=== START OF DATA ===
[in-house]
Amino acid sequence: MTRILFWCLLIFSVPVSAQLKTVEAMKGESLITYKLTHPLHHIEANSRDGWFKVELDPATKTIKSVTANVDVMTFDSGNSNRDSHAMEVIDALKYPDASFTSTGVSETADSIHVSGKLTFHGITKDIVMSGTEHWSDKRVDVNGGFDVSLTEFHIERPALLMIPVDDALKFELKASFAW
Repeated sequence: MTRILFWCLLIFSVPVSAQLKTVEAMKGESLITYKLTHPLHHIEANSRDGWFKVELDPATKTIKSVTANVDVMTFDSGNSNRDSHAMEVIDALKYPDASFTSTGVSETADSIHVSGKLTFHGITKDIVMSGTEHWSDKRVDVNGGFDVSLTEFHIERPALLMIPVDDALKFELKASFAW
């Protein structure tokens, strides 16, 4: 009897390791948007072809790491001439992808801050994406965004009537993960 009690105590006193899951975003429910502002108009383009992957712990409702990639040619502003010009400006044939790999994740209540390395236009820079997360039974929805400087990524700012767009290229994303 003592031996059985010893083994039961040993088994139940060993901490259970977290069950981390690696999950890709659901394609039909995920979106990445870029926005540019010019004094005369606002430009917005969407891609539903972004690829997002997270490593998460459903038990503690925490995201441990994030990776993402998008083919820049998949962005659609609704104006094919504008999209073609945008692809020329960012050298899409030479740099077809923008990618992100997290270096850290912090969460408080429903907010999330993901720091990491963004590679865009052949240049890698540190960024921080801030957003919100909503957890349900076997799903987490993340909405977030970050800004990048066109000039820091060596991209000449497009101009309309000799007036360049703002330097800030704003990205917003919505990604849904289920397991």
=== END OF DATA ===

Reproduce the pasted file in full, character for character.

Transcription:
[in-house]
Amino acid sequence: MTRILFWCLLIFSVPVSAQLKTVEAMKGESLITYKLTHPLHHIEANSRDGWFKVELDPATKTIKSVTANVDVMTFDSGNSNRDSHAMEVIDALKYPDASFTSTGVSETADSIHVSGKLTFHGITKDIVMSGTEHWSDKRVDVNGGFDVSLTEFHIERPALLMIPVDDALKFELKASFAW
Repeated sequence: MTRILFWCLLIFSVPVSAQLKTVEAMKGESLITYKLTHPLHHIEANSRDGWFKVELDPATKTIKSVTANVDVMTFDSGNSNRDSHAMEVIDALKYPDASFTSTGVSETADSIHVSGKLTFHGITKDIVMSGTEHWSDKRVDVNGGFDVSLTEFHIERPALLMIPVDDALKFELKASFAW
């Protein structure tokens, strides 16, 4: 009897390791948007072809790491001439992808801050994406965004009537993960 009690105590006193899951975003429910502002108009383009992957712990409702990639040619502003010009400006044939790999994740209540390395236009820079997360039974929805400087990524700012767009290229994303 003592031996059985010893083994039961040993088994139940060993901490259970977290069950981390690696999950890709659901394609039909995920979106990445870029926005540019010019004094005369606002430009917005969407891609539903972004690829997002997270490593998460459903038990503690925490995201441990994030990776993402998008083919820049998949962005659609609704104006094919504008999209073609945008692809020329960012050298899409030479740099077809923008990618992100997290270096850290912090969460408080429903907010999330993901720091990491963004590679865009052949240049890698540190960024921080801030957003919100909503957890349900076997799903987490993340909405977030970050800004990048066109000039820091060596991209000449497009101009309309000799007036360049703002330097800030704003990205917003919505990604849904289920397991």